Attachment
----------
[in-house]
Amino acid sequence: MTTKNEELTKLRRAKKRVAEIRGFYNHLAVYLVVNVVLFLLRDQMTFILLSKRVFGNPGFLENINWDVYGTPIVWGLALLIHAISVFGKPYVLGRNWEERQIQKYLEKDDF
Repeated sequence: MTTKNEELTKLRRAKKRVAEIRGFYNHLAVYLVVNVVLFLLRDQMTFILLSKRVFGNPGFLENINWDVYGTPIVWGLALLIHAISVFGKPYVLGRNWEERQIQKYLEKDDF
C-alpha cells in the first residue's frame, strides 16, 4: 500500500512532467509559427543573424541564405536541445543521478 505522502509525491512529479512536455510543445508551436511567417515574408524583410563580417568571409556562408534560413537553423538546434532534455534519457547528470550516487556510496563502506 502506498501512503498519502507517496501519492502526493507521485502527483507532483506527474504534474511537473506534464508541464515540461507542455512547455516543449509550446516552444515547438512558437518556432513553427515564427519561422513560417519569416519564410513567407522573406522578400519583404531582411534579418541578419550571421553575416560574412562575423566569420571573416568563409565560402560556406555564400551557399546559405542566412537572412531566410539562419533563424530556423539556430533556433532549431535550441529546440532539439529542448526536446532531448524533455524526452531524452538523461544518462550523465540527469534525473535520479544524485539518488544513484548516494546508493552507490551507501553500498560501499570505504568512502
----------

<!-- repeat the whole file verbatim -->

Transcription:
[in-house]
Amino acid sequence: MTTKNEELTKLRRAKKRVAEIRGFYNHLAVYLVVNVVLFLLRDQMTFILLSKRVFGNPGFLENINWDVYGTPIVWGLALLIHAISVFGKPYVLGRNWEERQIQKYLEKDDF
Repeated sequence: MTTKNEELTKLRRAKKRVAEIRGFYNHLAVYLVVNVVLFLLRDQMTFILLSKRVFGNPGFLENINWDVYGTPIVWGLALLIHAISVFGKPYVLGRNWEERQIQKYLEKDDF
C-alpha cells in the first residue's frame, strides 16, 4: 500500500512532467509559427543573424541564405536541445543521478 505522502509525491512529479512536455510543445508551436511567417515574408524583410563580417568571409556562408534560413537553423538546434532534455534519457547528470550516487556510496563502506 502506498501512503498519502507517496501519492502526493507521485502527483507532483506527474504534474511537473506534464508541464515540461507542455512547455516543449509550446516552444515547438512558437518556432513553427515564427519561422513560417519569416519564410513567407522573406522578400519583404531582411534579418541578419550571421553575416560574412562575423566569420571573416568563409565560402560556406555564400551557399546559405542566412537572412531566410539562419533563424530556423539556430533556433532549431535550441529546440532539439529542448526536446532531448524533455524526452531524452538523461544518462550523465540527469534525473535520479544524485539518488544513484548516494546508493552507490551507501553500498560501499570505504568512502